2010
Sep 
8

IP Prejudice

Filed under: Paris — Tags: — Russell @ 2:49 pm  

While we travel our Internet addiction continues unabated.  The combination of travel and the web brings up some interesting challenges besides just finding an open hotspot.  Lots of Internet sites and services like to guess where you are and treat you differently based on the country.  Sometimes this is useful such as when you get local news and weather.  Sometimes it is a way of charging you more money or denying you service.

Facebook

Changing countries makes Facebook very suspicious.  They will throw extra challenges at you to make sure you are really a person.  Surprisingly, they don’t ask personal questions to ensure you are who you claim.  More than any other website, Facebook is in a position to provide real challenges.  As it stands this is a reasonable precaution on their part and not too onerous.

Sony

Sony’s ebook reader store will let you make purchases provided you have a credit card number on file.  If you neglect to provide a card number before leaving the country, as I did, you can’t buy books from their online store.  So you can obtain thousands of pages of classic literature but not trashy novels for reading on the beach.

Online Media

Lots of TV networks will allow viewing of recent shows on their website.  However, this typically only works if you are in the same country as the network.  This is frustrating for Canadians who can watch American shows on TV and cable but not on the web.  Of course, watching the latest episode of House should be the least of your worries when experiencing the larger world.  Still, it is not a bad antidote for home sickness.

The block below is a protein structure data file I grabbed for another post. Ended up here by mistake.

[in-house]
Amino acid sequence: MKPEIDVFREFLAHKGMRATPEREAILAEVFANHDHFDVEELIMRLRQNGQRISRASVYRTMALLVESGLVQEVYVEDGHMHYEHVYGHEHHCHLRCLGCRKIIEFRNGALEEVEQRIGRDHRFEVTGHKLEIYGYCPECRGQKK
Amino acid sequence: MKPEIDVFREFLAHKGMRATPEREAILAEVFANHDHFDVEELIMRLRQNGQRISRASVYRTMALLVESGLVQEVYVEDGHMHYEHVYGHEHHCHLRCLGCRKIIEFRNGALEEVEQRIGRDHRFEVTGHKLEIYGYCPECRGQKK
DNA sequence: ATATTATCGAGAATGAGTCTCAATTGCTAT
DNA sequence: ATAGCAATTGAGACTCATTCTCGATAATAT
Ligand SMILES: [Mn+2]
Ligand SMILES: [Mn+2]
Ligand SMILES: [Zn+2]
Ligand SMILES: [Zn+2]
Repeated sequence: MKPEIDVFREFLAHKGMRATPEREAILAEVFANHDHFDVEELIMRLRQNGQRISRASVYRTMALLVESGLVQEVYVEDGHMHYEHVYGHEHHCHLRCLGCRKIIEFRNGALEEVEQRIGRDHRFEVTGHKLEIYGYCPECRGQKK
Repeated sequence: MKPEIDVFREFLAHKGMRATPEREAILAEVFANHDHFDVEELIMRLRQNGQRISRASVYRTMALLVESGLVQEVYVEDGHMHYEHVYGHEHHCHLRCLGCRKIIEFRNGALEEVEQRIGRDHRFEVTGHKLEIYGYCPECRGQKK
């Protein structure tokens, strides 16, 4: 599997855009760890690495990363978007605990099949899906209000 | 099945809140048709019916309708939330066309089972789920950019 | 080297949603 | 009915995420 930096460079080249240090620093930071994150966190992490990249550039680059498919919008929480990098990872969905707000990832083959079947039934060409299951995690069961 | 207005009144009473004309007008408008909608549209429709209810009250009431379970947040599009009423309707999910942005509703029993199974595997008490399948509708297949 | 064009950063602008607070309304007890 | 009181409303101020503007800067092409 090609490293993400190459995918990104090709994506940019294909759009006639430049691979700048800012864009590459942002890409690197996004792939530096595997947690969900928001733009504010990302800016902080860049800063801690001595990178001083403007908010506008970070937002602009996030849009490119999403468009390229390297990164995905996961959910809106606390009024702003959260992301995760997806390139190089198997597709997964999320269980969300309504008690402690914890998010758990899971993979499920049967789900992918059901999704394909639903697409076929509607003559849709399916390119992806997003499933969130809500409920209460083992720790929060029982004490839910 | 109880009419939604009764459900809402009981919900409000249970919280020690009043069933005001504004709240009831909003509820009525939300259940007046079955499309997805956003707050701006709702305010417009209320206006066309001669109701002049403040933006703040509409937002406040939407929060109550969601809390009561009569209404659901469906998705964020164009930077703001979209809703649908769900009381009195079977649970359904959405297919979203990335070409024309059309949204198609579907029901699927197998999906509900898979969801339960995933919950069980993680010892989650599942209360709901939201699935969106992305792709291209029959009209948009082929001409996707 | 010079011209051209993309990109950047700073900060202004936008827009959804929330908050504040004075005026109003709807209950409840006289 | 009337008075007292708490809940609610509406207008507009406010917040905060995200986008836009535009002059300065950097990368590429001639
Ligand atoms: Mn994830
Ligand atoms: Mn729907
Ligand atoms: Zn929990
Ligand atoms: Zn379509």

Online travel booking

My friend Elizabeth relates a story of finding a flight on a website in Asia for $50 and calling her Dad in Canada to book it.  He went to the same website and the same flight was $150.

Faking an Internet Address

Luckily, it is possible to fake an internet address.  If you are of a technical mind this article from Lifehacker shows how it can be done.  This also has the additional advantage of protecting all of your browsing from prying eyes.  For the less nerdy there are several commercial services that will help.  See this article for a description of the Hotspot Shield product from AnchorFree.

We are using the ssh strategy shown in the Lifehacker article.  This works for all the problems listed above except Sony and Hulu.com which somehow knows we are not in the US.  We are still looking for solutions.